Being intentional just means making sure the group is more than a series of random interactions between its members. No one is happy in a random group because no one grows or feels challenged.
For most groups, it's not too early to begin sharing responsibilities during the four-week starter period. Doing so is a great way to give your group members a sense of ownership of the group.
Every leader should be humble, teachable, curious, and intentional because if you lead from that posture, it creates an environment that encourages transformation in the lives of those you lead.
How do you lead from a position of influence instead of authority? That's what this video is all about.
The New Testament records 183 questions that people asked Jesus. He gave a direct answer to three of those questions, but he asked 307 clarifying or redirecting questions in response. Our takeaway: One well-placed question is better than ten good answers. Asking great questions is a skill every leader should work on developing over time.
Why ask questions? Great questions meet people where they are in their faith journeys. Instead of just providing people with easy (and too often trite) answers, great questions help them to own their faith. Questions encourage people to think for themselves. That self-directed shift in thinking has a higher probability of influencing future behavior. In other words, it has a higher probability of helping people grow.
What makes a great question? Curiosity is the secret ingredient of great question-asking. A leader should be genuinely curious about what’s going on in the lives of his or her group members and what those group members have to say.
Great questions aren't judging. They don’t presume an answer. They’re asked in a spirit of learning. They build empathy.
What makes a great question asker? The most effective leaders are full of conversations, not answers. They're humble, satisfied with delayed credit (or no credit at all), generous, concerned with others, curious, and empathetic. Great leaders ask great questions and continually strive to be better at asking great questions.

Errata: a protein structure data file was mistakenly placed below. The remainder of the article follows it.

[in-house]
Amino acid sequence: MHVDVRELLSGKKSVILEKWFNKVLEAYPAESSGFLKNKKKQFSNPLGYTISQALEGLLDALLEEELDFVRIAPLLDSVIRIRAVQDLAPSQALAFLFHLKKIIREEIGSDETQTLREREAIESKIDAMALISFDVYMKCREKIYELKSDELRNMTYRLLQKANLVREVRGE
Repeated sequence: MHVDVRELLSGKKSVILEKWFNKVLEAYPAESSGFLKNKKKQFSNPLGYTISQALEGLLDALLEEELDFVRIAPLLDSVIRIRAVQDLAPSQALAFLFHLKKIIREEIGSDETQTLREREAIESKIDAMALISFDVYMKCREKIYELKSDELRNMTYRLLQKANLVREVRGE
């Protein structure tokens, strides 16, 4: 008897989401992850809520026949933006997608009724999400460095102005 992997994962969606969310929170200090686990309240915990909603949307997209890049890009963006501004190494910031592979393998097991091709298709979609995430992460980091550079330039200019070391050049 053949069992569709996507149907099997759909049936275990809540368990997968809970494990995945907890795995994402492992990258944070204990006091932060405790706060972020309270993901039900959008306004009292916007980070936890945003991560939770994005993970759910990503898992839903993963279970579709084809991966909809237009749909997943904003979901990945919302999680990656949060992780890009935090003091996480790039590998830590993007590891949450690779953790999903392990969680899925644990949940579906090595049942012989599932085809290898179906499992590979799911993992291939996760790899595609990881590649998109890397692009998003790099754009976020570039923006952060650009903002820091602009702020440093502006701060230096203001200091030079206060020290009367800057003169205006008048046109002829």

I don't know about you, but I'm better at asking questions than I used to be but not as good as I want to be. Improving is hard work, but it's worth the effort.
When something is wrong, is your first instinct to say, "Well, at least . . ."? Check out this short video featuring author and research professor Brené Brown.
Leading a group of 10 to 12 individuals can be tough because each person has different needs. Although everyone in the group shares the same goal—to grow in their relationship with Jesus—each person's best next step in pursuing that goal is often different. So, how do you lead individuals while also making sure the whole group is headed in the right direction? Here are three things to keep an eye on:
1. Lead toward the big goal. Take comfort in the fact that even though people have different wiring, personalities, experiences, talents, and temperaments, the purpose of the group of the group is the same for each of them: to create an environment where they can grow in their relationship with God. Within the context of that goal, the individuals in your group will be at different places in their journeys and will be ready to take different next steps. Your job is to keep an eye on the overarching goal while helping individuals take personal steps toward Jesus.
2. Determine where each person is. Each person in your group comes into group at a different place in their journey with God and with community. It's important to figure out where each person is so you can lead them effectively. Some group members may be exploring the idea of a relationship with God. Others may be beginning their relationship with him. Still others may be pursuing a deeper relationship with God through community. People in different places in their spiritual journeys face different challenges and struggles. Determining where your group members are spiritually will help you decide which topics to study as well as how to tee up helpful conversations.
3. Point to next steps. Once you know where everyone is starting, you can begin to see their best next steps. A next step might opening up more to the rest of the group, serving on Sundays in a ministry area, signing up for a mission trip, or just beginning to read the Bible and pray on a regular basis. You may be able to see what a person's best next step is better than he or she can. And the entire group can offer encouragement and accountability. Just remember: your job is to help your group members as they take a next step. They're responsible for actually taking the step. And God is responsible for growing them.